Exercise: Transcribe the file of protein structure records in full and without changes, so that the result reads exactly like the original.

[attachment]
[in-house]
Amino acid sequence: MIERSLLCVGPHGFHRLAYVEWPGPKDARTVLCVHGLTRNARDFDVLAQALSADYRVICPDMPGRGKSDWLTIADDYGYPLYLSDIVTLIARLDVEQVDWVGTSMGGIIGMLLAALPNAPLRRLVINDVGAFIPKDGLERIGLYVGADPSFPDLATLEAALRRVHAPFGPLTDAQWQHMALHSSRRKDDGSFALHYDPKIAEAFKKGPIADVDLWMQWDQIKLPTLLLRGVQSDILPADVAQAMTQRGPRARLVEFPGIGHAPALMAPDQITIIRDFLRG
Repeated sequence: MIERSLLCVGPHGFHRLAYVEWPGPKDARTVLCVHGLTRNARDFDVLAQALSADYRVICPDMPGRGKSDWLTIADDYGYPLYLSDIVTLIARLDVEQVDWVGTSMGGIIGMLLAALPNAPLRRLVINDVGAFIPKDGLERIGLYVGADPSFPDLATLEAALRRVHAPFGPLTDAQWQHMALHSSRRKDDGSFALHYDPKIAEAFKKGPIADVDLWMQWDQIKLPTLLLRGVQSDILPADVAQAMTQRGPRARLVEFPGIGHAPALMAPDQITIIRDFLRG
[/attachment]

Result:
[in-house]
Amino acid sequence: MIERSLLCVGPHGFHRLAYVEWPGPKDARTVLCVHGLTRNARDFDVLAQALSADYRVICPDMPGRGKSDWLTIADDYGYPLYLSDIVTLIARLDVEQVDWVGTSMGGIIGMLLAALPNAPLRRLVINDVGAFIPKDGLERIGLYVGADPSFPDLATLEAALRRVHAPFGPLTDAQWQHMALHSSRRKDDGSFALHYDPKIAEAFKKGPIADVDLWMQWDQIKLPTLLLRGVQSDILPADVAQAMTQRGPRARLVEFPGIGHAPALMAPDQITIIRDFLRG
Repeated sequence: MIERSLLCVGPHGFHRLAYVEWPGPKDARTVLCVHGLTRNARDFDVLAQALSADYRVICPDMPGRGKSDWLTIADDYGYPLYLSDIVTLIARLDVEQVDWVGTSMGGIIGMLLAALPNAPLRRLVINDVGAFIPKDGLERIGLYVGADPSFPDLATLEAALRRVHAPFGPLTDAQWQHMALHSSRRKDDGSFALHYDPKIAEAFKKGPIADVDLWMQWDQIKLPTLLLRGVQSDILPADVAQAMTQRGPRARLVEFPGIGHAPALMAPDQITIIRDFLRG